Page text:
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Why isn't RAISERROR spelled RAISEERROR? Where is the second E? I could understand if it were some ancient keyword length constraint, but I wouldn't expect it to be a nine-character limit.

Is RAIS or RROR a technical word such that "raise-error" is just a mis-reading? Are its (immediate) origins in a different language?

I've searched Google but not finding much on the subject.

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What was really confusing me is that SSMS colors RAISEERROR pink and RAISERROR blue. – Sahuagin Jan 15 '15 at 19:43
up vote 9 down vote accepted

Interesting - I've honestly never even noticed that before.

I would suspect that it's an early oversight that was just never corrected, though I'm a little surprised that support wasn't later added for RAISEERROR, with the mis-spelling left alone for compatibility.

Update: Aparently, there's even some internal confusion about what it ought to be - Check out this connect request, though MSFT didn't respond to it.

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Funny that they closed it as "not reproducible". I just hit the "I can reproduce this" button on the Connect page. – Eric J. May 12 '10 at 17:30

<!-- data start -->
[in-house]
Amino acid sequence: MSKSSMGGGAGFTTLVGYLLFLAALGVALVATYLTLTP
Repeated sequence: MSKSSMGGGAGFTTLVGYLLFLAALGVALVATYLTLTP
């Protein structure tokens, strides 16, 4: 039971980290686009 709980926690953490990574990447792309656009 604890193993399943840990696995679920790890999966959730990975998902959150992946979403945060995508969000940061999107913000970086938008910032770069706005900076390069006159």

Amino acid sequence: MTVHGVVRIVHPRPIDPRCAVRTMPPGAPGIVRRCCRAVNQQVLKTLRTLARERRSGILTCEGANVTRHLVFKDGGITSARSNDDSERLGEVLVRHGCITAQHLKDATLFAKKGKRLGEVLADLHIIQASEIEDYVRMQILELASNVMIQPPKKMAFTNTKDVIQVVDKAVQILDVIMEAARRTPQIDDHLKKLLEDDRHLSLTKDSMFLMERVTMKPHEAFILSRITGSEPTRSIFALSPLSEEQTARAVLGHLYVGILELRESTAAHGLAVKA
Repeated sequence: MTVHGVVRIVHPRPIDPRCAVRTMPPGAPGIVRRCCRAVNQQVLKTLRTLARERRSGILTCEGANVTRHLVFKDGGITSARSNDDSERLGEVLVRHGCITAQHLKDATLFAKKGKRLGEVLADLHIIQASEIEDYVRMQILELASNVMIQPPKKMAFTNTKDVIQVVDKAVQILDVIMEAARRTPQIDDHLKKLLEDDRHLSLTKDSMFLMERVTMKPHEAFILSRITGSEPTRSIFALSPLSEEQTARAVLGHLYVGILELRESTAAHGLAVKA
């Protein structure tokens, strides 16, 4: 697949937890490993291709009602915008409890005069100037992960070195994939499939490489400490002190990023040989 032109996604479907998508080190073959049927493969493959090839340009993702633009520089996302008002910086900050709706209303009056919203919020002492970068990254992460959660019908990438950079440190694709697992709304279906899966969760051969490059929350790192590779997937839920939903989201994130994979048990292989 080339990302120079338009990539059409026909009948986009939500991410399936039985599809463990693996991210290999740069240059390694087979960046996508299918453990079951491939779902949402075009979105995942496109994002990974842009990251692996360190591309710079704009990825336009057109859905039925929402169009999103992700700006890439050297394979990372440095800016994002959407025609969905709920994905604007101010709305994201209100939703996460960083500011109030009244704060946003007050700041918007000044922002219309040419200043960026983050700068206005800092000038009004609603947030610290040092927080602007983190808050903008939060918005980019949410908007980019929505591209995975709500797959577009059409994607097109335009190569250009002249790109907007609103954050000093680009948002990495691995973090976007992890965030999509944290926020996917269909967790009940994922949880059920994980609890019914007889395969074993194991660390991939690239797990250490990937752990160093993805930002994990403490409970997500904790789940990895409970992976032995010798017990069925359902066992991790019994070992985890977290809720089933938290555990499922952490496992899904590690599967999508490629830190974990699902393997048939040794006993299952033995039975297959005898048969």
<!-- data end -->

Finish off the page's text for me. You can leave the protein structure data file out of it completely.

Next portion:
Funny that they deleted it. – Thomas Schleiber Jun 5 '14 at 19:11

why is there still a TIMESTAMP data type? support for old versions. Someone Sybase person long ago decided to make it RAISERROR and not RAISEERROR, when Microsoft made a deal with Sybase they continued the trend.

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+1. I think you mean RAISEERROR and not RAISEEROR ;o) – Neil Knight May 12 '10 at 17:20
@Ardman, yeah fixed it, I typed it so many times as RAISERROR I couldn't do it as RAISEERROR! – KM. May 12 '10 at 17:23

Here's an answer from Jens Suessmeyer's MSDN blog:

"Ever asked yourself why there is only one “e” in Raiserror? That is from the old Sybase days where two same characters were cut back to one only :-)"

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If that was the case then shouldn't it be "RAISEROR"? – CraigW Oct 7 '13 at 17:30

I believe it's intentional in that it is actually easier to read RAISERROR vs RAISEERROR. (see also sp_helprotect for another example), especially when there's no distinction based on case.

This stuff goes way back into Sybase's history.

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